A theory of the soundtrack is concerned with what belongs to the soundtrack, how a soundtrack is effectively organized, how its status in a multimedia object affects the nature of the object, the tools available for its analysis, and the interpretive regime that the theory mandates for determining the meaning, sense, and structure that sound and music bring to film and other audiovisual media. Beyond that, a theory may also delineate the range of possible uses of
sound and music, classify the types of relations that films have used for image and sound, identify the central problems, and reflect on and describe effective uses of sound in film.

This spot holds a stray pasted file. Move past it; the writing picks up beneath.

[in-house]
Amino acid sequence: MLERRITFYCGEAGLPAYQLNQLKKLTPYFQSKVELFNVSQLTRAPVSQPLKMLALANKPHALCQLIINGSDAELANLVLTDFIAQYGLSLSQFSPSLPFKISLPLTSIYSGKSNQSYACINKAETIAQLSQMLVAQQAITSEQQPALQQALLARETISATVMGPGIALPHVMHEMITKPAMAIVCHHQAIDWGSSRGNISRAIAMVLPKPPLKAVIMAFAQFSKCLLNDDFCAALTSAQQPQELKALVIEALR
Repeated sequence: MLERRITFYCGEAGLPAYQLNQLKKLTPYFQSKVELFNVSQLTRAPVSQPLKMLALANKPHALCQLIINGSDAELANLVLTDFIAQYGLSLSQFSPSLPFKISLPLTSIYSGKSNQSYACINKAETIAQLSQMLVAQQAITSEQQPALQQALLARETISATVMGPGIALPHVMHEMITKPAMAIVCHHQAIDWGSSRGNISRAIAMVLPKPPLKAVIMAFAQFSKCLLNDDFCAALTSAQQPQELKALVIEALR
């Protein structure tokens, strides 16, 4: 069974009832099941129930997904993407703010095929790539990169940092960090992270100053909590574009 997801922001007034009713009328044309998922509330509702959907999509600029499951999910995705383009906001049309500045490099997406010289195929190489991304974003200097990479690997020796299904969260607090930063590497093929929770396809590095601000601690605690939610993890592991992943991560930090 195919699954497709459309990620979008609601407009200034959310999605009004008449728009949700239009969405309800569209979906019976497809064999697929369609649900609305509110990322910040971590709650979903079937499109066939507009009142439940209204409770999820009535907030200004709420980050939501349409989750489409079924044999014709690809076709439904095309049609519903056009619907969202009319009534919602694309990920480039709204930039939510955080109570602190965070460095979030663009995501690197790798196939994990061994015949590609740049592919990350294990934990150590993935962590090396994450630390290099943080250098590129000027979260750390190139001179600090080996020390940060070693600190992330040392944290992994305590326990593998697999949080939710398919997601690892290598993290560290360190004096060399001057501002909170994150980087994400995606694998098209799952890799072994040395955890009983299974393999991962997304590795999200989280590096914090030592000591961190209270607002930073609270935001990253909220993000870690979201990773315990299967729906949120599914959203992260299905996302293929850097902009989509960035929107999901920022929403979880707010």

This book summarizes and critiques major theories of the soundtrack from roughly 1929 until today. Rather than providing an exhaustive historical survey, it sketches out the range of theoretical approaches that have been applied to the soundtrack since the commercial introduction of the sound film. The basic theoretical framework of each approach is presented, taking into account the explicit and implicit claims about the soundtrack and its relation to other theories. The
organization is both chronological and topical, the former in that the chapters move steadily from early film theory through models of the classical system to more recent critical theories; the latter
in that the chapters highlight central issues for each generation: the problem of film itself, then of image and sound, of adequate analytical-descriptive models, and finally of critical-interpretative models.